Retailers Taking the Slow Road to Digital Transformation

Thursday Jan 19th 2017 by Pedro Hernandez
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By dragging their feet on digital transformation, retailers are failing to achieve their full sales potential.

Cisco's latest research finds that digital transformation can enable $500 billion worth of opportunity for retailers, but many are moving too slowly to capitalize on the trend.

The computer networking giant recently surveyed 200 retail executives in the North America, South America and parts of Europe. Nearly half (49 percent) of respondents said their digital investments are being used in the earliest, enablement phase of the process, pouring funds into mature technologies that bolster their current capabilities, boost operational efficiency and enhance IT agility.

Only 29 percent of those polled are investing in the next phase, creating competitive differentiation. Another 22 percent are at the stage where they are unearthing new revenue streams and exploring new business models, the third and final phase.

Perhaps the most startling statistic is that store owners are largely missing out on a major opportunity to increase the bottom line.

Only 6 percent of retailers are focusing their digital investments on employee productivity, a $187 billion opportunity according to Cisco. Not only do productivity-enhancing technologies improve collaboration among sales associates, increase their efficiency and improve the checkout process, it has beneficial spillover effects in terms of customer service. By prioritizing employee productivity, retailers can deliver better shopping experiences and increase customer loyalty.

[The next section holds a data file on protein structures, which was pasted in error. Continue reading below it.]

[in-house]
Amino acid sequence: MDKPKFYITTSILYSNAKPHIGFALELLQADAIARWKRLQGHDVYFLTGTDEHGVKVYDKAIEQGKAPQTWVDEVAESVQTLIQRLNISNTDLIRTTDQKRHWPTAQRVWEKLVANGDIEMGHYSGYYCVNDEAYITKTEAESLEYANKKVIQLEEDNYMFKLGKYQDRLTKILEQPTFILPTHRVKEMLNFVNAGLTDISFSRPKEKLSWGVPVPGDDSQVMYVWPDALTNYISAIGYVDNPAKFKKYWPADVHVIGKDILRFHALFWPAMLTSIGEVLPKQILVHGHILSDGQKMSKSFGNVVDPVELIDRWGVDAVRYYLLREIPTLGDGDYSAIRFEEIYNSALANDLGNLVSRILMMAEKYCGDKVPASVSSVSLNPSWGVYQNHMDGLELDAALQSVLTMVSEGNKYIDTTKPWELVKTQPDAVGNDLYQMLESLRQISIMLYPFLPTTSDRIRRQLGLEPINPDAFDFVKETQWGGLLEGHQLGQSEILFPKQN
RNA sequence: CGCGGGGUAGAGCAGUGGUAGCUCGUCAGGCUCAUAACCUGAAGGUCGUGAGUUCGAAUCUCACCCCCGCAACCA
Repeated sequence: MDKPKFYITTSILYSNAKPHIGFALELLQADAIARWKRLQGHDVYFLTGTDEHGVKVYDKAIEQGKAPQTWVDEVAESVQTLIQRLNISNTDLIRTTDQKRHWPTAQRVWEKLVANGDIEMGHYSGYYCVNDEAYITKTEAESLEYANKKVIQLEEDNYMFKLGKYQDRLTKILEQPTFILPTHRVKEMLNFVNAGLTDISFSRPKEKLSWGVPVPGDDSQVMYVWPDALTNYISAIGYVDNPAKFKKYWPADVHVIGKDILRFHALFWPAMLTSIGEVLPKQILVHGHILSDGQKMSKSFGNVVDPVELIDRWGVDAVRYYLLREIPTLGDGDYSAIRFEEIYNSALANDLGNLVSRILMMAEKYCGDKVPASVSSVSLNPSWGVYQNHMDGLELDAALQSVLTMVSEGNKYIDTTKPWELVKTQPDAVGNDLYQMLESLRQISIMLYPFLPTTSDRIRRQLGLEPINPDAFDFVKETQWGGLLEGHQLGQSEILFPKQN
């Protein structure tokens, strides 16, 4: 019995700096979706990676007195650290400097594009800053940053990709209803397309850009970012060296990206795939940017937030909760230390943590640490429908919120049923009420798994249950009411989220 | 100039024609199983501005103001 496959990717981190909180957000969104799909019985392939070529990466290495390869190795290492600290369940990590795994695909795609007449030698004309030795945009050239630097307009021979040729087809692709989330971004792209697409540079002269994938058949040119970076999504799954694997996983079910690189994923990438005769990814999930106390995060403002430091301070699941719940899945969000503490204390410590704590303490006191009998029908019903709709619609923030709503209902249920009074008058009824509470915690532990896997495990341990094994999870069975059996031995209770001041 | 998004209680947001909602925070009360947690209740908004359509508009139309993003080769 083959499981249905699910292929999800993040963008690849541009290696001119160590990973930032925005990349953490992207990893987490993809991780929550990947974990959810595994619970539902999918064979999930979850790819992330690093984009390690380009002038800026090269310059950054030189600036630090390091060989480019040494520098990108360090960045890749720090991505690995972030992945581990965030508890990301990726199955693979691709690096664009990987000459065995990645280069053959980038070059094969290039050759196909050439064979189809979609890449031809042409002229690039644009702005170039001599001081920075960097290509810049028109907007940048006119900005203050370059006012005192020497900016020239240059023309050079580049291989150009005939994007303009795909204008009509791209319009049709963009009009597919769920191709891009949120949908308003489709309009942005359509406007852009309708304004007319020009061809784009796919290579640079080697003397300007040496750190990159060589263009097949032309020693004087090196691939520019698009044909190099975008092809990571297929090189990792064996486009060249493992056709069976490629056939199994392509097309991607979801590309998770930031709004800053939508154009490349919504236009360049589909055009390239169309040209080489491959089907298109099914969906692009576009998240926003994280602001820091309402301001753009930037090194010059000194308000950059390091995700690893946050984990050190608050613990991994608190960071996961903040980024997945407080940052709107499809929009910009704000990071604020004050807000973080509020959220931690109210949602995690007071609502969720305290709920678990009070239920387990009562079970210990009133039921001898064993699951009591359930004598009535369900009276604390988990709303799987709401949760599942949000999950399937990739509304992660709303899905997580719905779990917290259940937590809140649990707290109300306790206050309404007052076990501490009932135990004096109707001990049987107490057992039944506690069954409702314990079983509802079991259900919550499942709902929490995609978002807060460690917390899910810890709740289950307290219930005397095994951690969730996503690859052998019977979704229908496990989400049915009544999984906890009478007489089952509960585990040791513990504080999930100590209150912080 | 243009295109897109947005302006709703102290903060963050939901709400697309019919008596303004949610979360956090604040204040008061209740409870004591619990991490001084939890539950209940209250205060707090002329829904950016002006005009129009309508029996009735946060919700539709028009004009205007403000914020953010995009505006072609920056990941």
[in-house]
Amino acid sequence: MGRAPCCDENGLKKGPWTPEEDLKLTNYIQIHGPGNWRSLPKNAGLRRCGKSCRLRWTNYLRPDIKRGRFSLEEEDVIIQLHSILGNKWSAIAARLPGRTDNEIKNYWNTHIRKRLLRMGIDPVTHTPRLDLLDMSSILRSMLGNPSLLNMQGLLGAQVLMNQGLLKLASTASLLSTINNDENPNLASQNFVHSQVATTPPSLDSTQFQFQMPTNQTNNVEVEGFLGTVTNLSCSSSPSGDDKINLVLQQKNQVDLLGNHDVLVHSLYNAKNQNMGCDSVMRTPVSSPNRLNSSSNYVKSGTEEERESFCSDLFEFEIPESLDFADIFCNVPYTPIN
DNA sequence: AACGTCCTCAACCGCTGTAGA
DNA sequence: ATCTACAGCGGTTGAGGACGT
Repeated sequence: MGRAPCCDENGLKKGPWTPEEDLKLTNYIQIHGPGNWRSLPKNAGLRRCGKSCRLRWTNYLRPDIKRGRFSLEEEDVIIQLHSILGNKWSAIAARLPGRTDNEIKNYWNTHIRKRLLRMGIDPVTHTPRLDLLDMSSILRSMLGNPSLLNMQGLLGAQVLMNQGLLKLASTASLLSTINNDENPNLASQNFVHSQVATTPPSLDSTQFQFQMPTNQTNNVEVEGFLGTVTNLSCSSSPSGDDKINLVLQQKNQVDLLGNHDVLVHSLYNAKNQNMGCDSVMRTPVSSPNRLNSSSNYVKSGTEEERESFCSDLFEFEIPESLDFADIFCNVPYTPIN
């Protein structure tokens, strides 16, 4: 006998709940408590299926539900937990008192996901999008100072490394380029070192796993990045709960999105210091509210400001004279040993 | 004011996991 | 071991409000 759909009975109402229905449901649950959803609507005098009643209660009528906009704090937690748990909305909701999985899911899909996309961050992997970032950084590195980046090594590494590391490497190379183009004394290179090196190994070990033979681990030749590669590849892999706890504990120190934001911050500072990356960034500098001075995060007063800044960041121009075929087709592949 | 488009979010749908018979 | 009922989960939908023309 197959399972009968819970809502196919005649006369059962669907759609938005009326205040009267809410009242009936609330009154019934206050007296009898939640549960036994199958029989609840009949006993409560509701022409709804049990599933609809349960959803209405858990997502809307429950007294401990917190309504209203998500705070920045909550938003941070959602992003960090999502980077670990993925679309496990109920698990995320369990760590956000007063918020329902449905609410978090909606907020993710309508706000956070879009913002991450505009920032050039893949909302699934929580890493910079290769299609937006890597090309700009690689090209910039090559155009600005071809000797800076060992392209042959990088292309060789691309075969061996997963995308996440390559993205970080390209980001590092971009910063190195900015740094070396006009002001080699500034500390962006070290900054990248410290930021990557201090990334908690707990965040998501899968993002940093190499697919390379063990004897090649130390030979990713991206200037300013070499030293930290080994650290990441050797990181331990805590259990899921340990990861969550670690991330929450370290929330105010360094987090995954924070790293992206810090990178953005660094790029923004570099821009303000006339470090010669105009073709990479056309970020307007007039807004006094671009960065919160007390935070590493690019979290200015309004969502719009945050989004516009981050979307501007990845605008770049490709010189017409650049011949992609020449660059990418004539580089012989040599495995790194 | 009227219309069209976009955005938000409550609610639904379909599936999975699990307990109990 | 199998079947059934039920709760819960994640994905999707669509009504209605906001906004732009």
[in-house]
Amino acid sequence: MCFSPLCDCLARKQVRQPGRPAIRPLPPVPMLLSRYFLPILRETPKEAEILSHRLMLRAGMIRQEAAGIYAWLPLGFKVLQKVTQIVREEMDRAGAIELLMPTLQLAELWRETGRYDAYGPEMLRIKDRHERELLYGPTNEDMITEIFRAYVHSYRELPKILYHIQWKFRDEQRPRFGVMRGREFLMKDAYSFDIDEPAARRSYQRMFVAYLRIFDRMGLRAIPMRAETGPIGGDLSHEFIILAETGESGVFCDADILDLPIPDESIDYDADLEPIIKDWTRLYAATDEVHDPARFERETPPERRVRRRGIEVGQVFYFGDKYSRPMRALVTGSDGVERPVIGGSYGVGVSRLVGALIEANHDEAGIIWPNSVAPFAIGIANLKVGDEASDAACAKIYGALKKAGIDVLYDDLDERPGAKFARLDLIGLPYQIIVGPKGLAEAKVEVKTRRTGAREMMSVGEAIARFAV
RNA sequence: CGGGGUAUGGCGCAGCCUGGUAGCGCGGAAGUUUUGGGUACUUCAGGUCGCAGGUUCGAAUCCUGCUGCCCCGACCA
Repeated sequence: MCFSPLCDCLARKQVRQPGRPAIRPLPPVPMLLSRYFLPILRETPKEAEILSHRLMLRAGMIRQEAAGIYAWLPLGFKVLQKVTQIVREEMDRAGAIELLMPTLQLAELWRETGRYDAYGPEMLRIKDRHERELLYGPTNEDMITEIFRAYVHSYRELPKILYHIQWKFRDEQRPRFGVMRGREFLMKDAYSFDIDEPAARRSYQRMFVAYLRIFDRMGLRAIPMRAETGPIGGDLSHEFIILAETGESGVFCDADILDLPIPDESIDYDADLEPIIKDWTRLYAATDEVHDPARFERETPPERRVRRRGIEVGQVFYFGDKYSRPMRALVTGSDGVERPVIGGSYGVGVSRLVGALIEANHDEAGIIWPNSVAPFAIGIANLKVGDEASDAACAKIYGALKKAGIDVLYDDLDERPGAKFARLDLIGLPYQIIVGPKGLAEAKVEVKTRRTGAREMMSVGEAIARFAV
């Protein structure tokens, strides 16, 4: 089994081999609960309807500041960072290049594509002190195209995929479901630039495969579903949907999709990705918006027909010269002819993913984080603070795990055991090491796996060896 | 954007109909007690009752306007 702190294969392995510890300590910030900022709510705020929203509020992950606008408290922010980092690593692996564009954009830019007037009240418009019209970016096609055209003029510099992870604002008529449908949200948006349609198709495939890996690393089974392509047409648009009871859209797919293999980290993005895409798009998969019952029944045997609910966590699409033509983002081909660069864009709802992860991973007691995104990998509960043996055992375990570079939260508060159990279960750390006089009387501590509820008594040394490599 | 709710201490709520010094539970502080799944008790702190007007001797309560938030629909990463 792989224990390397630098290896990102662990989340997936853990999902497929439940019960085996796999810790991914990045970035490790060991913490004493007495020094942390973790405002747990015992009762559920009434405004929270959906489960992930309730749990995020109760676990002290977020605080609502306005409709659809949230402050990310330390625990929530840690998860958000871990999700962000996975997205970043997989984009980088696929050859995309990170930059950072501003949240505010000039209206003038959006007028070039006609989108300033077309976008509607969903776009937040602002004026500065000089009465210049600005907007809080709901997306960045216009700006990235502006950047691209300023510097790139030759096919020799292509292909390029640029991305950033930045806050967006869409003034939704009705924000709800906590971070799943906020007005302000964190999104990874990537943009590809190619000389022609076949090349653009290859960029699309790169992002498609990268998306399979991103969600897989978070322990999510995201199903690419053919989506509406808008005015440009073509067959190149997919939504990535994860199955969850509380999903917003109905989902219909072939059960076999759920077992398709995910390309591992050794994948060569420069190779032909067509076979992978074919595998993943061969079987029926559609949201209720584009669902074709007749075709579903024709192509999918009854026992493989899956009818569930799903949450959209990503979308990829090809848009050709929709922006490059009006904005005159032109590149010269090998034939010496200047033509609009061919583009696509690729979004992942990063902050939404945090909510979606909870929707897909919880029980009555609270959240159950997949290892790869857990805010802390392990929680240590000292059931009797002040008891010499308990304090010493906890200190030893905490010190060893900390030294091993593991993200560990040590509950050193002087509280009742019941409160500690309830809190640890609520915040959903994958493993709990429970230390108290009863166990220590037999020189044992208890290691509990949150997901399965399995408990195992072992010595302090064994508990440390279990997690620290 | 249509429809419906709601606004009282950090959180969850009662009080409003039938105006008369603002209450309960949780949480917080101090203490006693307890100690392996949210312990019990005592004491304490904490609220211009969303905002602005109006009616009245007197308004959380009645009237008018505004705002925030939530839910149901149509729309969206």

Curiously, Cisco's data suggests that many retailers' efforts to create exceptional customer experiences may be working against them.

Although customer experience represents a $91 billion opportunity, investing in the category at the expense of employee productivity and other technologies could prevent them from attaining digital transformation's operational and workforce benefits. More than a third (37 percent) of respondents said they were spending most of their digital investments in a bid to improve customer engagement.

Regardless of the path retailers follow along their digital transformation journey, it's one worth taking.

"The shakeup caused by digital disruption is already underway with many major retailers announcing the closure of hundreds of their brick and mortar stores in recent months, in order to better compete in a landscape where physical and digital channels are increasingly converging," said Kathryn Howe, director of U.S. Commercial Digital Transformation at Cisco's Retail and Hospitality Industries division, in a statement. "Yet, there remains a tremendous opportunity, with the potential for retailers to generate more than $506 billion in value that can be achieved through digital transformation."

As tempting as it is to focus on customers, it also pays to look inward. "Retailers need to make more progress in digitizing their workforce and their core operations in order to execute on the innovative customer experiences they want to deliver, and to position themselves for success in the new retail landscape," continued Howe.

Pedro Hernandez is a contributing editor at Datamation. Follow him on Twitter @ecoINSITE.

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